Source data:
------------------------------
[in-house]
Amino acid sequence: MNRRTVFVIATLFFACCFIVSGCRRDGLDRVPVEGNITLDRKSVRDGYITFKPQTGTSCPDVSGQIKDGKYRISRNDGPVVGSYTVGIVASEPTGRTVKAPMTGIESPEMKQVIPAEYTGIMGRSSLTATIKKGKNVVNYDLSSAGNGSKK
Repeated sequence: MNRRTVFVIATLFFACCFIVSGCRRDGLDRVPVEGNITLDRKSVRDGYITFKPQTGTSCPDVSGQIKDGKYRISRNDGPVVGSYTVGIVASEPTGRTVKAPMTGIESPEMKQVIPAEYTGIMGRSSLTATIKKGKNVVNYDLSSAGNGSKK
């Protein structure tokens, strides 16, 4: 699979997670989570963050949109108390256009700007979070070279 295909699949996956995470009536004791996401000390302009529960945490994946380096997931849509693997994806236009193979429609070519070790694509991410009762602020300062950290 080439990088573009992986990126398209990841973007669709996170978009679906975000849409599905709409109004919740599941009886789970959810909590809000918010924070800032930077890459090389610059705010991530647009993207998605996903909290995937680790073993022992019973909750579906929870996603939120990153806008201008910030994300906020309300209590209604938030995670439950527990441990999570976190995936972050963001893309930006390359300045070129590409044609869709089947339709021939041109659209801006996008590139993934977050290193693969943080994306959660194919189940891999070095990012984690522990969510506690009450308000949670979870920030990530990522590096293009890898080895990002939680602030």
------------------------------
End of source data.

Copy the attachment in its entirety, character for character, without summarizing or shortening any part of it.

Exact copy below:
[in-house]
Amino acid sequence: MNRRTVFVIATLFFACCFIVSGCRRDGLDRVPVEGNITLDRKSVRDGYITFKPQTGTSCPDVSGQIKDGKYRISRNDGPVVGSYTVGIVASEPTGRTVKAPMTGIESPEMKQVIPAEYTGIMGRSSLTATIKKGKNVVNYDLSSAGNGSKK
Repeated sequence: MNRRTVFVIATLFFACCFIVSGCRRDGLDRVPVEGNITLDRKSVRDGYITFKPQTGTSCPDVSGQIKDGKYRISRNDGPVVGSYTVGIVASEPTGRTVKAPMTGIESPEMKQVIPAEYTGIMGRSSLTATIKKGKNVVNYDLSSAGNGSKK
């Protein structure tokens, strides 16, 4: 699979997670989570963050949109108390256009700007979070070279 295909699949996956995470009536004791996401000390302009529960945490994946380096997931849509693997994806236009193979429609070519070790694509991410009762602020300062950290 080439990088573009992986990126398209990841973007669709996170978009679906975000849409599905709409109004919740599941009886789970959810909590809000918010924070800032930077890459090389610059705010991530647009993207998605996903909290995937680790073993022992019973909750579906929870996603939120990153806008201008910030994300906020309300209590209604938030995670439950527990441990999570976190995936972050963001893309930006390359300045070129590409044609869709089947339709021939041109659209801006996008590139993934977050290193693969943080994306959660194919189940891999070095990012984690522990969510506690009450308000949670979870920030990530990522590096293009890898080895990002939680602030």